Most of you are probably aware that Syrah faces a challenging marketplace. Even articles complimentary about Syrahs (as nearly all of them are) feel compelled to begin with a story about how hard they are to sell. A recent article by Eric Asimov in the New York Times began "There’s a joke going around West Coast wine circles: What’s the difference between a case of syrah and a case of pneumonia? You can get rid of the pneumonia."
How did we get here? The theories are many, but my own opinion is that there was such a rapid increase in planting that it was inevitable that demand would lag compared to supply. In the 1990's, California Syrah acreage saw an enormous leap, based on guesses that Syrah was going to be the next big thing. In 1992, there were 867 acres of Syrah planted in California, 0.7% of the total red grape acreage. By 2000, that had increased to 12,699 acres, of which nearly half we non-bearing because they'd been planted in the last three years. In 2000, Syrah accounted for 4.6% of red grape acreage, an absolute increase of over 1400% and a percentage increase of 657%. Much of this planting was speculative, and much of it in areas such as the hot San Joaquin valley that in retrospect seem like long shots ever to have produced great wine from cool-loving Syrah. With all that Syrah coming onto the market, more or less at the same time in the early 2000's, how can anyone be surprised that the public (who, after all, hadn't been clamoring for Syrah in the first place) wasn't ready? Syrah, in its native home in the Rhone, makes comparatively little wine. Cote-Rotie and Hermitage, where Syrah reaches its peak, are both small appellations, and the entire northern Rhone is much smaller, and produces much less wine, than Burgundy or Bordeaux. The public's embrace of this great grape was certainly complicated by confusion surrounding competing styles (Hot climate and jammy? Cool climate and spicy?) and name confusion (Syrah? Shiraz?) but I think that given the incredible speculative planting it would have been an almost impossible marketing challenge even without these confounding factors.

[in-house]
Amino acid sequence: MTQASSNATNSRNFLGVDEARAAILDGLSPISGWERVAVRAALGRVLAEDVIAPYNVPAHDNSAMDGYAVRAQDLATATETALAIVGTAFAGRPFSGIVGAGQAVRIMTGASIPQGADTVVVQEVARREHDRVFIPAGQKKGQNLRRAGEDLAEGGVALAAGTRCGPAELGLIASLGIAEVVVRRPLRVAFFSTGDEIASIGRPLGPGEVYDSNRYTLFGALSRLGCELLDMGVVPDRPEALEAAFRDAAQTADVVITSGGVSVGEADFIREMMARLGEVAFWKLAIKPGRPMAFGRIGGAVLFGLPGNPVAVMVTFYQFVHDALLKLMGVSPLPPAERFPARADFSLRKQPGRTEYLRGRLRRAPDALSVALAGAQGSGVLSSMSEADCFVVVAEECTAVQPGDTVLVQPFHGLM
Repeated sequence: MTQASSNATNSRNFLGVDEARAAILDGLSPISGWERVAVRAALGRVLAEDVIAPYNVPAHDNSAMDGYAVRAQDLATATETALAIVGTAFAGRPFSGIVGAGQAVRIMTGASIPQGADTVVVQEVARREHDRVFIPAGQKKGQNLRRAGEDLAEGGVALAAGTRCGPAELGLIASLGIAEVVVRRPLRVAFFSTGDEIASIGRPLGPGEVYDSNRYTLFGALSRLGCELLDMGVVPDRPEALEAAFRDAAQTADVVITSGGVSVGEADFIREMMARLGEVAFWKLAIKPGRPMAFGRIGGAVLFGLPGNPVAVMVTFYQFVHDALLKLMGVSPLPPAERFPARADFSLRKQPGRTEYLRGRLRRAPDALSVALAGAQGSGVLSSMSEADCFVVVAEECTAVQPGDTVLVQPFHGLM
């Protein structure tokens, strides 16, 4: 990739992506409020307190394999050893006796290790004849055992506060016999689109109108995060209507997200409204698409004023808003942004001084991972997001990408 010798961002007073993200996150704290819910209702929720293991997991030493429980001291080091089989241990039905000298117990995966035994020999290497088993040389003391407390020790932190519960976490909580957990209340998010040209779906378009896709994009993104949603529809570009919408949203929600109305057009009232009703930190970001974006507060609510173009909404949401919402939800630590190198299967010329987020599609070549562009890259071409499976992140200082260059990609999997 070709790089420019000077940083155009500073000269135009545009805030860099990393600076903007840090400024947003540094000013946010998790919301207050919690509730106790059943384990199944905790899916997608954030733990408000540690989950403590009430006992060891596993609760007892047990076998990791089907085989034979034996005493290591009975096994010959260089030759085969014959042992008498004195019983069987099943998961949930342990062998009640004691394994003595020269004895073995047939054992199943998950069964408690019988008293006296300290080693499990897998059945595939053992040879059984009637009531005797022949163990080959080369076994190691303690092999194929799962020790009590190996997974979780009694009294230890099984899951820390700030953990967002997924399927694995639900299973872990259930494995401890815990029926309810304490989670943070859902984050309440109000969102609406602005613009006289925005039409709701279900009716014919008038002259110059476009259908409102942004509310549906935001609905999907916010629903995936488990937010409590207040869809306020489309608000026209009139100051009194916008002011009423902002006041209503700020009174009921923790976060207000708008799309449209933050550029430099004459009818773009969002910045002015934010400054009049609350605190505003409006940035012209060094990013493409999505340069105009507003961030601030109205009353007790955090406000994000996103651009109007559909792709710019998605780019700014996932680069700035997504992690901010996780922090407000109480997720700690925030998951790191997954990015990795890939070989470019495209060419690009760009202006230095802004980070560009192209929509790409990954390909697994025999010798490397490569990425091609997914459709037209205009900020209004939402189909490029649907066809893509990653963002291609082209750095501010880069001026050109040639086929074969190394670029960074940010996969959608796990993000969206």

So, what to do? I used to think that as a Rhone producer like Tablas Creek, or as a marketing organization like the Rhone Rangers (on whose board I've served for the past six years) the best thing to do was to ignore the sales issues and focus on the grape's positive characteristics in the hopes that demand would naturally grow to meet supply. But I think that time has passed. When mainstream articles about Syrah (which is, after all, as widely planted in California as all other Rhone varietals combined) lead with anecdotes about how hard they are to sell, it's time for more deliberate action. And Asimov's article started a chain of events that we Rhone Rangers hope may help turn around Syrah's fortunes.